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Flashcards in Immune Responses Deck (9)
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How do Tregs control inflammation?
What is mechanism?

Produce TGF-β and IL-10
Decrease MHC and antigen presentation and inhibit inflammatory cytokines


What is type 1 hypersensitivity?

IgE acts in mast cells to cause release of granules
Driven by Th2 cytokines
Second exposure is the allergic reaction. In first one the antibody is made.


What are clinical effects of allergic reaction?

Vascular permeability increased
Smooth muscle contraction
Mucus production


What happens in anaphylaxis?

Extreme allergic response
Massive histamine and TNFα release results in drop in blood pressure, swelling of throat and mucus membranes and respiratory collapse


What is type 2 hypersensitivity?

Antibody dependent cytotoxicity
E.g. Complement dependent red blood cell degradation


What is type 3 hypersensitivity?

Autoantibodies destroy host cells
5 mechanisms:
1) antibody medication activation of complement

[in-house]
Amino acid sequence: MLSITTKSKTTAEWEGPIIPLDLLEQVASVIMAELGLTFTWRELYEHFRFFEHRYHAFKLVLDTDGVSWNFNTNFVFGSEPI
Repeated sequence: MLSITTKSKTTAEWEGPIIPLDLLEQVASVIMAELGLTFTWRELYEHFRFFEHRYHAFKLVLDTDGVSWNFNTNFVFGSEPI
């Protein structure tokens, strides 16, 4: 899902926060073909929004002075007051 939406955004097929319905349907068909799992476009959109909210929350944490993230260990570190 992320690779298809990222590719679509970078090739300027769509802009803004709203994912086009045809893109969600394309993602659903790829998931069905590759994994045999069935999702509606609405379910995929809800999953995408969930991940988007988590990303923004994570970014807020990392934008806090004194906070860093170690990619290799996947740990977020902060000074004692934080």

2) auto antibody mediated opsonisation
3) autoantibodies and complement mediated neutrophil recruitment
4) auto antibody dependent cell-mediated cytotoxicity
5) antireceptor autoantibodies


What are the three pathways form complement activation?

Classical; antigen:antibody complexes
MB-lectin pathway; lectin binds to pathogen surface
Alternative pathway ; antibodies against pathogen surfaces


What happens to small immune complexes?

Excess small antigen immune complexes cannot fix complement so are instead taken up into tissues .
This can effect the tissue;
In skin: arthus reaction
In synovial fluid: arthritis
In kidney glomerulus : glomerulonephritis
In epithelium of blood vessels: vasculitis
In joints: SLE


What is type 4 hypersensitivity?
What are the three syndromes?

Only one mediated by T cells
1-3 days to occur due to T cell maturation time and need large dose of antigen